The Government of Rwanda today announced a collaboration with MasterCard to fast-track the country’s move to include 90 percent of its citizens in the financial mainstream, as set out in its Vision 2020 strategy.
In a Memorandum of Understanding (MoU), signed by the CEO, Rwanda Development Board and Cabinet Member, Francis Gatare, and Raghu Malhotra, president of Middle East and Africa for MasterCard, Rwanda will promote the move to a cashless economy by collaborating on numerous initiatives.
These solutions include, the digitization of school fees and national healthcare claim payments, providing an online payment gateway for Rwanda Online, contributing to the creation of a common mobile banking platform, and contributing to the effective management of spending activities across borders.
Speaking at the announcement Gatare said, “We are confident that Rwanda’s partnership with MasterCard will be beneficial to the country and its citizens as we are implementing our vision of becoming a knowledge based service-oriented economy. I believe this can only be achieved as we embrace the fourth industrial revolution.”
Malhotra remarked that the Government of Rwanda shares the commitment of MasterCard to realizing a world beyond cash. He said, “Our global reach and local experience makes MasterCard a perfect partner to help Rwanda meet its Vision 2020 strategy. Rwanda is a key market in East Africa for MasterCard and today’s announcement marks an important milestone in driving financial inclusion, not just in the country but in the region and Africa as a whole.”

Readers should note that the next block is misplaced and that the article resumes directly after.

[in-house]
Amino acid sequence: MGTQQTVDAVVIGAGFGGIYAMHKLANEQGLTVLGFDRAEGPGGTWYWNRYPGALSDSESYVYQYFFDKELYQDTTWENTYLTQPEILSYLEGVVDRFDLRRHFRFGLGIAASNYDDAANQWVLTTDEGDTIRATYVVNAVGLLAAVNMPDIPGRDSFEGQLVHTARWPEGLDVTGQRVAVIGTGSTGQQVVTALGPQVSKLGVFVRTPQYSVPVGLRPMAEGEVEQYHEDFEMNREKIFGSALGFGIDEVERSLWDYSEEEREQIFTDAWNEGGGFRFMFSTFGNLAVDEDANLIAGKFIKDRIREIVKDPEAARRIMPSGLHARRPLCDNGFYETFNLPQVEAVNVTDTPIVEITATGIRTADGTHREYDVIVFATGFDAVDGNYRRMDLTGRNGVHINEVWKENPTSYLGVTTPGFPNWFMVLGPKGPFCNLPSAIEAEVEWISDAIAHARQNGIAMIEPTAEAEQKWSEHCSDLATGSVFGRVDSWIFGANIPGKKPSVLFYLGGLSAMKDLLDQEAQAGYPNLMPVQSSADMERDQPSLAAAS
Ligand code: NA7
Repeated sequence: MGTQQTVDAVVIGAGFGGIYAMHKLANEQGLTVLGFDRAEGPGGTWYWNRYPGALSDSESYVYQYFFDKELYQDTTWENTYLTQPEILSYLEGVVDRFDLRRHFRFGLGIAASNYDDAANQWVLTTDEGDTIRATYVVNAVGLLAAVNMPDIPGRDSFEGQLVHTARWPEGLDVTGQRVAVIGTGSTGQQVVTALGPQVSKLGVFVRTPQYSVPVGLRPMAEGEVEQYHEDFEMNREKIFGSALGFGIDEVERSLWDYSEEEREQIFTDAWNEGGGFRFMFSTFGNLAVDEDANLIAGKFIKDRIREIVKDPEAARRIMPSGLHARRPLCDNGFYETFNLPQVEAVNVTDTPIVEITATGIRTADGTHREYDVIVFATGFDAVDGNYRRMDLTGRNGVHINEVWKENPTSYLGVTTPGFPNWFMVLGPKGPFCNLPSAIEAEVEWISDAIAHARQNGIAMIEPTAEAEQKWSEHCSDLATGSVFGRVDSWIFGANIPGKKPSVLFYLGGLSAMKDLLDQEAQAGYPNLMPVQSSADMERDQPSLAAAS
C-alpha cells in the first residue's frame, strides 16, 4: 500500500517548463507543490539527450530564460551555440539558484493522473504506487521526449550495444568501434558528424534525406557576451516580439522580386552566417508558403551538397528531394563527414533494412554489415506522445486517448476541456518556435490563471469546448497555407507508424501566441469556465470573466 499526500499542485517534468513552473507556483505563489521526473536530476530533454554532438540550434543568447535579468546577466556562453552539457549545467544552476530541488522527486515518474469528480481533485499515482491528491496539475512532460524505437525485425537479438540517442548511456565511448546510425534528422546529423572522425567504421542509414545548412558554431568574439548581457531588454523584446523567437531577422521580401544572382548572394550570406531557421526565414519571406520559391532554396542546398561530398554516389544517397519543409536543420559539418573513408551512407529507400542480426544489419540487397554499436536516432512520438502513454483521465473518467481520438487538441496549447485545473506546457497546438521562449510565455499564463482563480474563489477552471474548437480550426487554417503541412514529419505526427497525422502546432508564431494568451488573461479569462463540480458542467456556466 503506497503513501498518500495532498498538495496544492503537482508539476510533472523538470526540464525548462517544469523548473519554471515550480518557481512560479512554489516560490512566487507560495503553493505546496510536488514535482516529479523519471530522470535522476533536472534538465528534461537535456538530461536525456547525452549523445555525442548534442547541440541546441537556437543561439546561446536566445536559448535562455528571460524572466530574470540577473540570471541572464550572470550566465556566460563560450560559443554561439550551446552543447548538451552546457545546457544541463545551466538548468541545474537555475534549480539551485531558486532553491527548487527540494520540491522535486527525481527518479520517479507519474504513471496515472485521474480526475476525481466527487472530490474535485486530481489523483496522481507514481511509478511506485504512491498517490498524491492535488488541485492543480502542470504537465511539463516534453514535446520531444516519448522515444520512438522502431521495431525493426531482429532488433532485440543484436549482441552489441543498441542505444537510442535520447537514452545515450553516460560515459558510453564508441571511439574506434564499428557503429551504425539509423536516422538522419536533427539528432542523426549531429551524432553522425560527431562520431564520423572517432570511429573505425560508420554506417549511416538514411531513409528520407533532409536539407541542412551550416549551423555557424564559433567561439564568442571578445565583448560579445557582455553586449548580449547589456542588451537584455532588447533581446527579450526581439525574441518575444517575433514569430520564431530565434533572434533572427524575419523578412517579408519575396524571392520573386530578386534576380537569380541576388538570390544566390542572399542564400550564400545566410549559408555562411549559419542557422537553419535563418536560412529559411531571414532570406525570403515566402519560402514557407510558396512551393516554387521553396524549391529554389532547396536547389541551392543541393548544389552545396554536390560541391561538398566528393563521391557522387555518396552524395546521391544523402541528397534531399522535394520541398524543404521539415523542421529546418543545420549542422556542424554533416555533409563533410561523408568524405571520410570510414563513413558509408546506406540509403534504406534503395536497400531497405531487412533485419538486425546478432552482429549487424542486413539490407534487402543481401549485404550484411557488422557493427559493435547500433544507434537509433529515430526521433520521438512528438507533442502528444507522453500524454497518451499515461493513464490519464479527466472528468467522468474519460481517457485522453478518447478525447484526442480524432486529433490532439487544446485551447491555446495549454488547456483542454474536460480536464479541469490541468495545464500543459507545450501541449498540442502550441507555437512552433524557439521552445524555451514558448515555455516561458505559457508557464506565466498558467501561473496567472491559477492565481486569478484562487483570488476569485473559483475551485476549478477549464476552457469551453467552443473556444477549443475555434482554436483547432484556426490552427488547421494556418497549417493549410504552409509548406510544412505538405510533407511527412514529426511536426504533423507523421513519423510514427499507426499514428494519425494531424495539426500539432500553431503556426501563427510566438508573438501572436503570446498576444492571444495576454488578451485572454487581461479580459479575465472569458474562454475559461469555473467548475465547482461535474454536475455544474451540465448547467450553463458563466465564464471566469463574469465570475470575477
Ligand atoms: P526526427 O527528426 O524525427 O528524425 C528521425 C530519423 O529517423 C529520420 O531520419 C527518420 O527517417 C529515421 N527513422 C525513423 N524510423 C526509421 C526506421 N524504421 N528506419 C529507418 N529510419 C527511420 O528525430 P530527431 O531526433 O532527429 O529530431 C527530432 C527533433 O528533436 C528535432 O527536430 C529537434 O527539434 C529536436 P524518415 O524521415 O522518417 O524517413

According to the World Bank’s Global Findex 2014, two billion people globally do not have access to formal financial services. In Rwanda, 42 percent of adults own a financial account, whether formal or informal.
Rwanda’s Vision 2020 aims for 70 percent financial inclusion by 2017 and 90 percent by 2020. Building on the company’s approach to develop partnerships with governments, NGOs and local businesses, MasterCard and the Rwandan government will address common challenges faced by poor and often remote populations, such as the lack of formal identification and financial illiteracy.